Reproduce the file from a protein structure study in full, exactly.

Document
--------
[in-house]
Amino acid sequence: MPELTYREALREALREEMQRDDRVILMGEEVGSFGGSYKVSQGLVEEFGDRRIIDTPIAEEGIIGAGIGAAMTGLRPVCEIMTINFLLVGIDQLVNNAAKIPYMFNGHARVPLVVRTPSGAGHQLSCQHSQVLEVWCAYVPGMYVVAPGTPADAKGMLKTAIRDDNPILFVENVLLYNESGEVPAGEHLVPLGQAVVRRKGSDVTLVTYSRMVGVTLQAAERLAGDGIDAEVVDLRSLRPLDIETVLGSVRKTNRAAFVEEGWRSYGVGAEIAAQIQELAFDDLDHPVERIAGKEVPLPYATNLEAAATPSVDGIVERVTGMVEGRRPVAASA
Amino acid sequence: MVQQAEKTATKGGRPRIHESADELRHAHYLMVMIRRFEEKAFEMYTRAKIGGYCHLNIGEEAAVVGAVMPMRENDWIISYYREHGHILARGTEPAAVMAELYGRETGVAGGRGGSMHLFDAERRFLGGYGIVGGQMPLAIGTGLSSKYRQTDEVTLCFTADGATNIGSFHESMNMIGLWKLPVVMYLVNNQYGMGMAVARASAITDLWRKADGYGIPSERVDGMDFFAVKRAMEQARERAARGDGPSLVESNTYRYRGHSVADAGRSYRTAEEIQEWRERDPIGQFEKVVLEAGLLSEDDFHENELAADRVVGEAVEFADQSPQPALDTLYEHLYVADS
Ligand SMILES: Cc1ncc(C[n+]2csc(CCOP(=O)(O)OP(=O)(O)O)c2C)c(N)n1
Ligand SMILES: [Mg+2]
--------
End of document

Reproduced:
[in-house]
Amino acid sequence: MPELTYREALREALREEMQRDDRVILMGEEVGSFGGSYKVSQGLVEEFGDRRIIDTPIAEEGIIGAGIGAAMTGLRPVCEIMTINFLLVGIDQLVNNAAKIPYMFNGHARVPLVVRTPSGAGHQLSCQHSQVLEVWCAYVPGMYVVAPGTPADAKGMLKTAIRDDNPILFVENVLLYNESGEVPAGEHLVPLGQAVVRRKGSDVTLVTYSRMVGVTLQAAERLAGDGIDAEVVDLRSLRPLDIETVLGSVRKTNRAAFVEEGWRSYGVGAEIAAQIQELAFDDLDHPVERIAGKEVPLPYATNLEAAATPSVDGIVERVTGMVEGRRPVAASA
Amino acid sequence: MVQQAEKTATKGGRPRIHESADELRHAHYLMVMIRRFEEKAFEMYTRAKIGGYCHLNIGEEAAVVGAVMPMRENDWIISYYREHGHILARGTEPAAVMAELYGRETGVAGGRGGSMHLFDAERRFLGGYGIVGGQMPLAIGTGLSSKYRQTDEVTLCFTADGATNIGSFHESMNMIGLWKLPVVMYLVNNQYGMGMAVARASAITDLWRKADGYGIPSERVDGMDFFAVKRAMEQARERAARGDGPSLVESNTYRYRGHSVADAGRSYRTAEEIQEWRERDPIGQFEKVVLEAGLLSEDDFHENELAADRVVGEAVEFADQSPQPALDTLYEHLYVADS
Ligand SMILES: Cc1ncc(C[n+]2csc(CCOP(=O)(O)OP(=O)(O)O)c2C)c(N)n1
Ligand SMILES: [Mg+2]